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What began Tuesday as an urgent effort to find money for new homeless-services sites in Salt Lake City became a $30 million budget overhaul, largely in the name of housing.

By diverting money from a series of spending proposals for the city's urban-renewal agency, members of the Salt Lake City Council amassed an $11.8 million fund for buying property for at least four facilities to serve the homeless.

Those land purchases, likely to begin within weeks, are part of a state, county and city initiative to build new 150-bed facilities to alleviate conditions for the hundreds of people who gather around Salt Lake City's Rio Grande Street daily.

Then the City Council kept going.

Led by members Erin Mendenhall and Derek Kitchen, the council continued to pluck budget items from the city's Redevelopment Agency (RDA), eventually pulling out another $21 million and putting it directly toward affordable housing.

The new funds are being taken from 23 separate line items aimed at projects across the city, ranging from smaller public art and park improvements to major initiatives and studies tied to development along North Temple, in the Marmalade District and downtown, among other areas.

Making available "deeply affordable housing," Kitchen said, trumped all other RDA priorities. "The point," he said, "is not to make a little dip, but a huge splash."

"The solution to homelessness is housing," the first-term councilman said sternly. "We can't talk about siting shelters without talking about housing."

The council and Mayor Jackie Biskupski have identified affordable housing as a top priority, in light of an estimated gap of 7,400 dwellings within reach of working-class, low-income and impoverished residents.

Earlier this year, Mendenhall proposed in an RDA meeting that at least a $4.5 million fund would be aimed at offsetting land costs and allowing more city-backed affordable housing projects to be located on the city's east side.

The idea, she said then, is to place more disadvantaged residents in housing located in areas richer in economic opportunity.

That money is slated to be added to the newly created fund. Councilman James Rogers said the council would begin discussions on how to spend the new funds, possibly as soon as next week.

Mike Akerlow, the city's director of housing and neighborhood development, said some of it likely would go to a voucher program to help struggling residents stay in their homes by subsidizing rents.

Another portion, Akerlow said, could go toward creating a community land trust, aimed at encouraging and preserving affordable housing citywide.

Kitchen also urged that some of the funds be used for immediate relief for the chronically homeless people who are using the Road Home shelter on Rio Grande as permanent housing.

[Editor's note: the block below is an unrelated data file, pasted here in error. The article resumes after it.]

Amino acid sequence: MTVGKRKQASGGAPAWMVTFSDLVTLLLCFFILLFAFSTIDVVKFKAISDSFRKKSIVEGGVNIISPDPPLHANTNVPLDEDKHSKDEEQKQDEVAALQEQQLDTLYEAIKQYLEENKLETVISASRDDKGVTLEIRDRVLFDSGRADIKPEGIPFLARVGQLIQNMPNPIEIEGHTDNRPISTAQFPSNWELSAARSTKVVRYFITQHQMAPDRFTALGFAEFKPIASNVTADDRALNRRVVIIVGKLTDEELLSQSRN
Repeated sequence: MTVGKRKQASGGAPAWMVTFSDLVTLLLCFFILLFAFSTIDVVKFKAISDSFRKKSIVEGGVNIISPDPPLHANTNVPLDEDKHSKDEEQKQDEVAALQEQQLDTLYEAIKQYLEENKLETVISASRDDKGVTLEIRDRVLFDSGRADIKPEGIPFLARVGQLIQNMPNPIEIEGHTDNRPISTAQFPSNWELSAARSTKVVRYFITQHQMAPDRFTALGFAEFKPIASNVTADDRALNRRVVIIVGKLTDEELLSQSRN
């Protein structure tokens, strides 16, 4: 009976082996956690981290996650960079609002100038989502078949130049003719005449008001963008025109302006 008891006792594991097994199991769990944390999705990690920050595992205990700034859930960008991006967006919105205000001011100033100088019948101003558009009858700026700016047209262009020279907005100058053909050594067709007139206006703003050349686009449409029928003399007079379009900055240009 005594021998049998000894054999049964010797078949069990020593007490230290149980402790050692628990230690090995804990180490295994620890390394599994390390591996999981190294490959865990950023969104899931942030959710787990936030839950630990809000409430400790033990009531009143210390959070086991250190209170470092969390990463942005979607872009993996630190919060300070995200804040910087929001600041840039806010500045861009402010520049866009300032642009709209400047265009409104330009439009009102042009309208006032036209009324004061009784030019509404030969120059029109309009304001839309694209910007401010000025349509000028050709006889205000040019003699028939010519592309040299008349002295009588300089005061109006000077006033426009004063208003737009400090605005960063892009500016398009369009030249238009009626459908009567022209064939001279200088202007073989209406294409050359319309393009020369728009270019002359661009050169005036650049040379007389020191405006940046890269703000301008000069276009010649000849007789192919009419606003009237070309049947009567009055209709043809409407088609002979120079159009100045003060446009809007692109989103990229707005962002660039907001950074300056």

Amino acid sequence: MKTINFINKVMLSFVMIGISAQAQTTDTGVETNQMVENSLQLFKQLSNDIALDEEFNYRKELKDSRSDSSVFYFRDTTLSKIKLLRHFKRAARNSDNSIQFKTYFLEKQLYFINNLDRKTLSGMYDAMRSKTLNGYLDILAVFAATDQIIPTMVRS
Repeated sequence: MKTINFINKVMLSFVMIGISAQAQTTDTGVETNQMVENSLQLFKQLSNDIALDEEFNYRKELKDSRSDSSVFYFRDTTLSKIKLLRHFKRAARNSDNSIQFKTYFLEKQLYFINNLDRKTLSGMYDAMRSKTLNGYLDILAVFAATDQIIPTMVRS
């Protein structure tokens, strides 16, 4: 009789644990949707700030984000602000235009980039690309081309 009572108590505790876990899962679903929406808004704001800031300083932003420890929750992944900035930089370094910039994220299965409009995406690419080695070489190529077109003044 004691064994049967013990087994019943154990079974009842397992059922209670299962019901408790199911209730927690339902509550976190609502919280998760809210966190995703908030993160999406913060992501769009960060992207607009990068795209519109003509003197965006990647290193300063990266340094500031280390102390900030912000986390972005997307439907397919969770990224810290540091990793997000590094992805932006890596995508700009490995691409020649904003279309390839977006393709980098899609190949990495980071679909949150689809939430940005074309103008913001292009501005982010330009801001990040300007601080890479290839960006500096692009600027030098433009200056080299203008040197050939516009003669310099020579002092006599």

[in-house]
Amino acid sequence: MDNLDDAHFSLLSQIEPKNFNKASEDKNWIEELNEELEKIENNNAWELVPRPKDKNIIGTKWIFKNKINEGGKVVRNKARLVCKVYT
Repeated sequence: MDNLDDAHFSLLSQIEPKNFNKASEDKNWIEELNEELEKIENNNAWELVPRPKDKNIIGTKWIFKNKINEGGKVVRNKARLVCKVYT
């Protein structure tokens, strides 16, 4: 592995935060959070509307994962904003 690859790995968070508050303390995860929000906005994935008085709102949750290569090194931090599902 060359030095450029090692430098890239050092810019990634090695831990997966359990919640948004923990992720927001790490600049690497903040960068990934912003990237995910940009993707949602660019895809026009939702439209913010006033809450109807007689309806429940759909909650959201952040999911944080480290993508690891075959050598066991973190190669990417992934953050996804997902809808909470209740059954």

The council's moves caught some officials off guard. Minutes before the vote, a top Biskupski staffer asked for more time to review what impact the budget changes would have, especially for the city's newly bolstered initiatives for economic development.

David Litvack, Biskupski's deputy chief of staff, said the mayor also recognized the need for affordable housing. "But we're seeing this for the first time," he said. "We're asking for time to balance priorities."

Kitchen and Mendenhall said they would consider a delay only if Biskupski guaranteed to replace money taken away from the new affordable-housing fund with cash from other city sources.

Kitchen called the RDA budget amendments "a sea change compared to what we've done in the past. ... I'm not willing to go back on the progress we've made here today."

The council eventually rejected any delay, voting 5-1 in favor of the RDA budget changes. Only Councilman Andrew Johnston, who cast the lone dissenting vote, was amenable to giving the mayor more time.

"If it's right today," Johnston said, "it'll be right next month."

About $9.8 million of the money for homeless-facility sites came from cash on hand and balances in the RDA's revolving loan fund, with another $2 million drawn from programs to develop State Street, the 9 Line corridor and midblock streets citywide.

Councilwoman and RDA Chairwoman Lisa Adams said the city hopes the Utah Legislature will pay back that cash when it convenes in January, "though it's not guaranteed," she added.

Moving up to $21.1 million of RDA funds from existing projects to affordable housing has wider implications. While some RDA initiatives may instead be paid for by imposing fees on developers, others may not be funded.

The effort made good on a long-term policy goal, Kitchen said, pitching the city's dire lack of affordable dwellings in economic terms.

"There is no greater economic development," he told colleagues, "than pushing an ambitious housing initiative forward."

"I'm really proud of us," Kitchen said, "for finding this money."

Twitter: @TonySemerad